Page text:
The Information Age being what it is, there is no dearth of sources for information and expertise. We research online and offline. We listen to guest experts and watch educational programs. We read books, newsletters and magazines. We hire consultants.
But where do we go for ongoing wisdom? To whom do we turn for experienced advice to help us achieve stronger performance?
Increasingly in business, the answer is: mentors.
“Mentoring lets employees soak up character, judgment and approach,” writes Micki Holliday, in the book Coaching, Mentoring & Managing. “It is the opportunity for them to apprise situations and cultivate their own ways.”
This solution to the need for a certain flavor of guidance and learning is surprisingly ancient, having its roots in Homer’s Greece. Mentor was the name of Odysseus’ faithful friend who served as teacher and overseer for his son, Telemachus, when Odysseus left to fight in the Trojan War.
To this day, mentors continue to serve as guides and teachers, providing a good, reliable sounding board, opportunity for a second opinion and, often, emotional support. We learn from their experience, their mistakes and their successes. And we often gain access to their (usually extensive) network of decision-makers.
Working with mentors is generally not only good for individuals but good for the company, as well.
“Now more than ever, and in most industries, human assets are of greater importance than physical and financial assets,” write the editors of the Harvard Business Essentials book Coaching and Mentoring. They make the case that neither physical nor financial assets differentiates companies nor confers a long-term competitive advantage, whereas human assets are the source of innovation and value creation. “Thus, organizations have a powerful economic incentive to develop their human assets.”
Finding a Mentor
Though mentors do provide a valuable source of objective feedback, the mentor-protégé relationship almost always is best if it’s a non-evaluative one. Within companies, this is done by working with a mentor from a different department. And while it may work best to look within your own business, mentors don’t have to come from within a company, nor do you need to wait for an established corporate mentor program to begin benefiting from a mentor relationship. Consider this list of places to find a mentor.
Professional associations. If it’s important to you to have a mentor within your industry, look to people you meet at professional association meetings.
Service Corps of Retired Executives (SCORE). This organization has helped many an entrepreneur with solid advice from those who’ve been there.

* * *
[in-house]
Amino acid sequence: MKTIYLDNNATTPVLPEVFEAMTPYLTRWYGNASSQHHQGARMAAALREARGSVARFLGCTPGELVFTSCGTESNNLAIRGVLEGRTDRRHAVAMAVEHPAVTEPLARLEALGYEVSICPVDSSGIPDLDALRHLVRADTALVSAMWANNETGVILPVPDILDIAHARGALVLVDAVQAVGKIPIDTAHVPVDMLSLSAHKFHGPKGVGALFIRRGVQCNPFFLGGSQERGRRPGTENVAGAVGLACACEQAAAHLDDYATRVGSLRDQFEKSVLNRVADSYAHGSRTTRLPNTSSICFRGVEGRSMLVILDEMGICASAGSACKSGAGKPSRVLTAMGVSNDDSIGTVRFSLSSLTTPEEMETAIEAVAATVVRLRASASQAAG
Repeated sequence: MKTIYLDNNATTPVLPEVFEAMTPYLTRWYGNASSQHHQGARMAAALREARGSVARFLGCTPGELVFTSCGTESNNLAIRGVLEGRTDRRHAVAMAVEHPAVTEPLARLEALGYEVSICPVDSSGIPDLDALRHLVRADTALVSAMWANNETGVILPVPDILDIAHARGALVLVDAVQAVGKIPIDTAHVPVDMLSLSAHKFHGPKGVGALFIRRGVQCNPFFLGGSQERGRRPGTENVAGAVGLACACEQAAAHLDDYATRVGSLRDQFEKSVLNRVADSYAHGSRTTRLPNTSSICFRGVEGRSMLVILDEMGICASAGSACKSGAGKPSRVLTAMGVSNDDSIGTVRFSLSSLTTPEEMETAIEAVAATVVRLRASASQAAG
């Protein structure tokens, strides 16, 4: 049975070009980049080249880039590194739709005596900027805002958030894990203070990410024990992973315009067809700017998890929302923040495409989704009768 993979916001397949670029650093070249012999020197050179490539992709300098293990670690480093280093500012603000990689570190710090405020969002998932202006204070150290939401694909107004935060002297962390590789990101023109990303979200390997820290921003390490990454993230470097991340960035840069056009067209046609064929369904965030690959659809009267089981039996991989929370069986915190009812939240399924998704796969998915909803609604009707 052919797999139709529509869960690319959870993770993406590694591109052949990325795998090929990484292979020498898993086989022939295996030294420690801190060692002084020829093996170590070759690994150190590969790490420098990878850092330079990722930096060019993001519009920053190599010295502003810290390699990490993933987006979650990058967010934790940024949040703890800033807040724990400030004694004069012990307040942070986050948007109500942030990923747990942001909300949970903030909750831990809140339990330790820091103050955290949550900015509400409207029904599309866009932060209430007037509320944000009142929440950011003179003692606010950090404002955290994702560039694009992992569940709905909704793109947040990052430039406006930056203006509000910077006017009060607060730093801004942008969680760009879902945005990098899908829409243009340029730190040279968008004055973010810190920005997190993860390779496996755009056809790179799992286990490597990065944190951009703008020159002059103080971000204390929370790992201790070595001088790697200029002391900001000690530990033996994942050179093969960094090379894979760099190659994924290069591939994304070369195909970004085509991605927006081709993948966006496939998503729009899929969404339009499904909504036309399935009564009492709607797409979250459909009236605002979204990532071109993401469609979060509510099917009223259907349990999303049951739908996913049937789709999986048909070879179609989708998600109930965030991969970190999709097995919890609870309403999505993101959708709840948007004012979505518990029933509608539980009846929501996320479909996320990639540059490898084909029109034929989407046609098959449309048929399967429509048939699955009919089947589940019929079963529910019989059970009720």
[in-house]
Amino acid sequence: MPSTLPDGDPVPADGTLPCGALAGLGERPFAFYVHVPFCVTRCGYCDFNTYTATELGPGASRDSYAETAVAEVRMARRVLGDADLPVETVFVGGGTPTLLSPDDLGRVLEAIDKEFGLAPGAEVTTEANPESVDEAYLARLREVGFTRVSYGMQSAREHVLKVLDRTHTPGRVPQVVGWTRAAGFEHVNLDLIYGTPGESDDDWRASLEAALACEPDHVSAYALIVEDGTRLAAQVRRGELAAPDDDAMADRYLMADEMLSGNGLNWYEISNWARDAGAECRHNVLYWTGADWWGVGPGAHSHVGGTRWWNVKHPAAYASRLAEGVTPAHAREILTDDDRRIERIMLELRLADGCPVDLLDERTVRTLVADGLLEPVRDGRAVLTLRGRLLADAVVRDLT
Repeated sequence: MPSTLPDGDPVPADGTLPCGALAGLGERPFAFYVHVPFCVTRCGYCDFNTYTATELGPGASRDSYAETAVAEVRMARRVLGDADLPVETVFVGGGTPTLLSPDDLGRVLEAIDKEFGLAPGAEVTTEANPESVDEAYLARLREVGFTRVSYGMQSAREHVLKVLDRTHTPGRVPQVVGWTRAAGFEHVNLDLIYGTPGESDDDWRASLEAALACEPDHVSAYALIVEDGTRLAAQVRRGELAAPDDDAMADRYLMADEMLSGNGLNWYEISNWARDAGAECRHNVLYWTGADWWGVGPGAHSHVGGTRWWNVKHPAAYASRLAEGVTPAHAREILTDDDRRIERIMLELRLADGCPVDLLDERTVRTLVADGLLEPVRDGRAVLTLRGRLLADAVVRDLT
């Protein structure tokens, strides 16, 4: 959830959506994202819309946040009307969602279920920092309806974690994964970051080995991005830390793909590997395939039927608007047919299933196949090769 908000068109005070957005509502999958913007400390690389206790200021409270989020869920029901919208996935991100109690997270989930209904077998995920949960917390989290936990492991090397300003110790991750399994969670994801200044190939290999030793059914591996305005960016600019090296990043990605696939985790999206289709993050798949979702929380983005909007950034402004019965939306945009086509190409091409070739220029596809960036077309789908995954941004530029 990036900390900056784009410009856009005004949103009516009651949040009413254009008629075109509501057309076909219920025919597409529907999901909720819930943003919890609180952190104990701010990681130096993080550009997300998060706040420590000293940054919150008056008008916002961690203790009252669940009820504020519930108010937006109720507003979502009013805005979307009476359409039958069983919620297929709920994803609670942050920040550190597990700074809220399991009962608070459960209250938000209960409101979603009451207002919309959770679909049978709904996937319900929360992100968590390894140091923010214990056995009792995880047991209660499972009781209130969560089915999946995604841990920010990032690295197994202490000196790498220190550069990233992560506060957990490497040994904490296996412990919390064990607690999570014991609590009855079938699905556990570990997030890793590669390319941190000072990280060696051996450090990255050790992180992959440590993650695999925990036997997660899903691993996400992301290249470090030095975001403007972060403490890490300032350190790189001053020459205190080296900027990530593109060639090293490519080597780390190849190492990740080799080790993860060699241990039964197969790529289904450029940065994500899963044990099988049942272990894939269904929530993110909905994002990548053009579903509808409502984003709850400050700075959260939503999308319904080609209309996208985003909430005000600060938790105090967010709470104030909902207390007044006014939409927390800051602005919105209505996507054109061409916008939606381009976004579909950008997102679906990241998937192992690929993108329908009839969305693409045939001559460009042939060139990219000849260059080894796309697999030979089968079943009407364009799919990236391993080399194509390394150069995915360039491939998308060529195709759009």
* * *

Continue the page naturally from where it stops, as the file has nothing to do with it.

Your community. Consider former bosses or professors, relatives, networking group contacts, friends, church groups, etc.
Service organizations. Some groups, such as Rotary Club International, offer business mentoring programs. Look around in your city; ask at your local Chamber of Commerce.
Others you admire or respect. Make a list of possible candidates before you begin your search.
Tending the Mentoring Relationship
It’s important to be clear on your mentoring goals before proposing a mentor relationship with the person you’ve chosen. Mentors are usually interested in giving back to their community and/or they want to mentor in order to develop skills as a teacher, manager, strategist or consultant. But be considerate about your mentor’s time. In fact, be considerate, period. Remember the adage that you get what you give. Buy your mentor some tea or pick up the lunch tab. Send her information she might consider useful for a pet project or offer help or services. Say thank you. Here are some other tips for working with a mentor.
Come prepared to your meeting. Take notes, develop action steps and review both before your next meeting.
Be clear about what you’re doing and what you need. Keep to one or two specific, well-thought-out questions, and ask them clearly.
Spend most of your time listening. You’ll get the most out of your mentor if you don’t engage in “Why I can’t do that” conversations. You are not obligated to put any of your mentor’s suggestions into action, so just listen.
Be personal. Don’t spend all your time picking your mentor’s brain. Make your time with your mentor a conversation rather than a grilling. Be curious about your mentor’s life. Don’t idolize him or her.
Be real. You won’t learn a fraction of what you could if you’re trying to impress or skimming over problems.
Think for yourself. No mentor wants to figure everything out for you. Mentors should serve the role of guide, not parent.
Author’s content used with permission, © Claire Communications